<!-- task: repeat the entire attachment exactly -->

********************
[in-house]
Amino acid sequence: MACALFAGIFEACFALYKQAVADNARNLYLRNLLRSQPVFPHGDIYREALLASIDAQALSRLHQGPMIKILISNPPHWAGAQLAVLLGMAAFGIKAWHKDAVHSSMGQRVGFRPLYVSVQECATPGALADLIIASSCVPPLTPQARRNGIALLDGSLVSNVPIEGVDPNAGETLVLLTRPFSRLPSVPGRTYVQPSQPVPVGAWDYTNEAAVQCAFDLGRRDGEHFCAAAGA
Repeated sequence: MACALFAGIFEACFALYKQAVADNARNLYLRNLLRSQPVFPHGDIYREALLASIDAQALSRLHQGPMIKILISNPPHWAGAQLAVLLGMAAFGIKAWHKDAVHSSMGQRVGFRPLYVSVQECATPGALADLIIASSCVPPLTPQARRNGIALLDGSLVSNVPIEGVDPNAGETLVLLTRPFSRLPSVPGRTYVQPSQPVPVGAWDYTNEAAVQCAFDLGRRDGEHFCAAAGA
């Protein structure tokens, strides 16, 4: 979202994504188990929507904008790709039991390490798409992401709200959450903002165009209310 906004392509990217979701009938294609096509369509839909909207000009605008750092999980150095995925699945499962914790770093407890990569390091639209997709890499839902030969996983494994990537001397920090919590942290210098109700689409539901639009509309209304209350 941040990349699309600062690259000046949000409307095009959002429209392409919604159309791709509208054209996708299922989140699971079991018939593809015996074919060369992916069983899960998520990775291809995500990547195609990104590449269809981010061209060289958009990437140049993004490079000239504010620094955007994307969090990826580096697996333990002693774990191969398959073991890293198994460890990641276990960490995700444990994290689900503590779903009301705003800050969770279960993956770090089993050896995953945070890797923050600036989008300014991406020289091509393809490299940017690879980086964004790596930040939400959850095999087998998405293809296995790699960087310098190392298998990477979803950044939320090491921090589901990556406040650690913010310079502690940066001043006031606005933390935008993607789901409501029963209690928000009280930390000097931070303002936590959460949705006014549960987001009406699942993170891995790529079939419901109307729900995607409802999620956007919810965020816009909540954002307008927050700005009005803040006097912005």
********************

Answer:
[in-house]
Amino acid sequence: MACALFAGIFEACFALYKQAVADNARNLYLRNLLRSQPVFPHGDIYREALLASIDAQALSRLHQGPMIKILISNPPHWAGAQLAVLLGMAAFGIKAWHKDAVHSSMGQRVGFRPLYVSVQECATPGALADLIIASSCVPPLTPQARRNGIALLDGSLVSNVPIEGVDPNAGETLVLLTRPFSRLPSVPGRTYVQPSQPVPVGAWDYTNEAAVQCAFDLGRRDGEHFCAAAGA
Repeated sequence: MACALFAGIFEACFALYKQAVADNARNLYLRNLLRSQPVFPHGDIYREALLASIDAQALSRLHQGPMIKILISNPPHWAGAQLAVLLGMAAFGIKAWHKDAVHSSMGQRVGFRPLYVSVQECATPGALADLIIASSCVPPLTPQARRNGIALLDGSLVSNVPIEGVDPNAGETLVLLTRPFSRLPSVPGRTYVQPSQPVPVGAWDYTNEAAVQCAFDLGRRDGEHFCAAAGA
């Protein structure tokens, strides 16, 4: 979202994504188990929507904008790709039991390490798409992401709200959450903002165009209310 906004392509990217979701009938294609096509369509839909909207000009605008750092999980150095995925699945499962914790770093407890990569390091639209997709890499839902030969996983494994990537001397920090919590942290210098109700689409539901639009509309209304209350 941040990349699309600062690259000046949000409307095009959002429209392409919604159309791709509208054209996708299922989140699971079991018939593809015996074919060369992916069983899960998520990775291809995500990547195609990104590449269809981010061209060289958009990437140049993004490079000239504010620094955007994307969090990826580096697996333990002693774990191969398959073991890293198994460890990641276990960490995700444990994290689900503590779903009301705003800050969770279960993956770090089993050896995953945070890797923050600036989008300014991406020289091509393809490299940017690879980086964004790596930040939400959850095999087998998405293809296995790699960087310098190392298998990477979803950044939320090491921090589901990556406040650690913010310079502690940066001043006031606005933390935008993607789901409501029963209690928000009280930390000097931070303002936590959460949705006014549960987001009406699942993170891995790529079939419901109307729900995607409802999620956007919810965020816009909540954002307008927050700005009005803040006097912005």